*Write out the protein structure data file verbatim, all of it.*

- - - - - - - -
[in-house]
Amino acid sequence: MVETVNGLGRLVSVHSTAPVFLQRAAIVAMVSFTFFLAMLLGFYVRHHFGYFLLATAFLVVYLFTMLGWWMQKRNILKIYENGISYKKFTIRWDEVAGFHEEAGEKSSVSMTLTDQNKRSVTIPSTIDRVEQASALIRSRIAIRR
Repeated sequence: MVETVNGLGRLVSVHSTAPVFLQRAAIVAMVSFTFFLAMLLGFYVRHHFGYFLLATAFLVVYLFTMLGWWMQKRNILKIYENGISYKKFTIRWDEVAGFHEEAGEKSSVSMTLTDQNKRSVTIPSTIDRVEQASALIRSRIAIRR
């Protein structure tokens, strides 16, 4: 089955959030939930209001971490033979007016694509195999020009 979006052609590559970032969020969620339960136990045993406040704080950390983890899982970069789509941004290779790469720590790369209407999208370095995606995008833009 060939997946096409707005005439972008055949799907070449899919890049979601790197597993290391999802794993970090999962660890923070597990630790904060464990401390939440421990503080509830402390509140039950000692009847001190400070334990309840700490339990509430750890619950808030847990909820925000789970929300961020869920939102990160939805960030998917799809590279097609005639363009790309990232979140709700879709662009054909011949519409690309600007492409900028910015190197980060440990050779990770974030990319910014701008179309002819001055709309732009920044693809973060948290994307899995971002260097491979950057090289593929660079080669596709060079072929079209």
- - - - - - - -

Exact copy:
[in-house]
Amino acid sequence: MVETVNGLGRLVSVHSTAPVFLQRAAIVAMVSFTFFLAMLLGFYVRHHFGYFLLATAFLVVYLFTMLGWWMQKRNILKIYENGISYKKFTIRWDEVAGFHEEAGEKSSVSMTLTDQNKRSVTIPSTIDRVEQASALIRSRIAIRR
Repeated sequence: MVETVNGLGRLVSVHSTAPVFLQRAAIVAMVSFTFFLAMLLGFYVRHHFGYFLLATAFLVVYLFTMLGWWMQKRNILKIYENGISYKKFTIRWDEVAGFHEEAGEKSSVSMTLTDQNKRSVTIPSTIDRVEQASALIRSRIAIRR
């Protein structure tokens, strides 16, 4: 089955959030939930209001971490033979007016694509195999020009 979006052609590559970032969020969620339960136990045993406040704080950390983890899982970069789509941004290779790469720590790369209407999208370095995606995008833009 060939997946096409707005005439972008055949799907070449899919890049979601790197597993290391999802794993970090999962660890923070597990630790904060464990401390939440421990503080509830402390509140039950000692009847001190400070334990309840700490339990509430750890619950808030847990909820925000789970929300961020869920939102990160939805960030998917799809590279097609005639363009790309990232979140709700879709662009054909011949519409690309600007492409900028910015190197980060440990050779990770974030990319910014701008179309002819001055709309732009920044693809973060948290994307899995971002260097491979950057090289593929660079080669596709060079072929079209």